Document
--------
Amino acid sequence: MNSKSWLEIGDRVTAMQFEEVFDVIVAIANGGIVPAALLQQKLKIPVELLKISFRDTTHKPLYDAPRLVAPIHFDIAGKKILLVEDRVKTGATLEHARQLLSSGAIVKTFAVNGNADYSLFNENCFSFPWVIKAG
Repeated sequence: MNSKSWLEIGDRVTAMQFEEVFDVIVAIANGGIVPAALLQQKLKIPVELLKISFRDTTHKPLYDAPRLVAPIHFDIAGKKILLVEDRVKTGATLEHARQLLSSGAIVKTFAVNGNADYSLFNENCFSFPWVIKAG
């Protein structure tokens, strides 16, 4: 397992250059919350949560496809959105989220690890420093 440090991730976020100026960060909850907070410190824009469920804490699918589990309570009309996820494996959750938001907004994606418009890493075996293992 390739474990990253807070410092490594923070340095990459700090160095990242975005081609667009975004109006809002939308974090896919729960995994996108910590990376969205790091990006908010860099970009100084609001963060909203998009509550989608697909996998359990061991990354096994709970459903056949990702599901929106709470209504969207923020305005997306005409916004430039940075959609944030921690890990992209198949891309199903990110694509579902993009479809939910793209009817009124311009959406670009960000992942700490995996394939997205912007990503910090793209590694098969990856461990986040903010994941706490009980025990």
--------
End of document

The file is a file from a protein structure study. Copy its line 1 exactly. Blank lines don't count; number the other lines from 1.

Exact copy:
Amino acid sequence: MNSKSWLEIGDRVTAMQFEEVFDVIVAIANGGIVPAALLQQKLKIPVELLKISFRDTTHKPLYDAPRLVAPIHFDIAGKKILLVEDRVKTGATLEHARQLLSSGAIVKTFAVNGNADYSLFNENCFSFPWVIKAG